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Barry Diller’s IAC Exploring Bid for NAI to Gain Control of Paramount

Barry Diller may be looking to charge back into Hollywood — or, at least, he wants to be seen as a wheeler-dealer who’s in the hunt for struggling media company Paramount Global.

IAC, the internet media and publishing conglomerate led by Diller, is “exploring” a bid to acquire Shari Redstone’s National Amusements Inc., the company that owns a controlling stake in Paramount Global, the New York Times reported Monday, citing anonymous sources. IAC has signed nondisclosure agreements with National Amusements Inc. to perform due diligence on a deal, per the Times report.

Diller once ran Paramount Pictures — and tried to buy the studio in the 1990s before he was outbid by Sumner Redstone (the late father of Shari Redstone). In March 1994, Viacom acquired control of Paramount in a deal worth about $10 billion.

It seems highly unlikely that Shari Redstone would agree to a deal with Diller that would hand over the keys to her family’s media assets to him.

An IAC spokeswoman declined to comment. A rep for National Amusements Inc. did not respond to a request for comment.

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Diller’s reported interest in NAI comes after Shari Redstone last month scrapped merger talks with David Ellison’s Skydance Media on a deal that would have merged Paramount and Skydance. After months of protracted negotiations involving NAI, Paramount and Skydance, Redstone ultimately backed out because she felt that what Skydance brought to the table was not enough to justify the potential risks to the deal, including likely shareholder lawsuits. At this point, Paramount Global is proceeding under a new strategic plan devised by its three co-CEOs to slash costs, explore the sale of certain assets and accelerate the profitability of Paramount+ via a possible joint venture with another player.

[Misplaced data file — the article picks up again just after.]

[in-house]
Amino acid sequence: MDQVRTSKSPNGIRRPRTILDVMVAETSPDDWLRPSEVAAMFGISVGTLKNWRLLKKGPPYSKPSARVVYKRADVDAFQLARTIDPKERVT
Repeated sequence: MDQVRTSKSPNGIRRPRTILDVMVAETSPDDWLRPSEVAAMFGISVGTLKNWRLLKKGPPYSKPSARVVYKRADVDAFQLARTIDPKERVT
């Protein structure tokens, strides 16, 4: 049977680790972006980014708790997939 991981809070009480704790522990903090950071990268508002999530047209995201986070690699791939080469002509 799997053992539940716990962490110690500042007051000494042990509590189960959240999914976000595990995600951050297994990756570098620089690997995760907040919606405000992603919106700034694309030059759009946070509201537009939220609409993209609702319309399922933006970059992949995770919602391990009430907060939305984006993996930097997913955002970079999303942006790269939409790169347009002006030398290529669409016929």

As the Skydance talks fell apart, other bidders emerged to scope out a potential acquisition of National Amusements Inc. alone (instead of trying to construct a deal that also comprises Paramount Global). Those include Edgar Bronfman Jr. and Bain Capital and filmmaker Steven Paul, who was behind the “Baby Geniuses” movie franchise.

In 1974, when Diller took over the reins of Paramount at 32, he was the youngest studio chief in Hollywood history. At Paramount, he oversaw such box office hits as “Saturday Night Fever,” “Grease,” “Terms of Endearment” and “Raiders of the Lost Ark,” as well as top-rated TV shows including “Cheers,” “Taxi,” “Laverne & Shirley” and “Cheers.”

New York-based IAC’s businesses currently include Angi Inc., Dotdash Meredith and Care.com.

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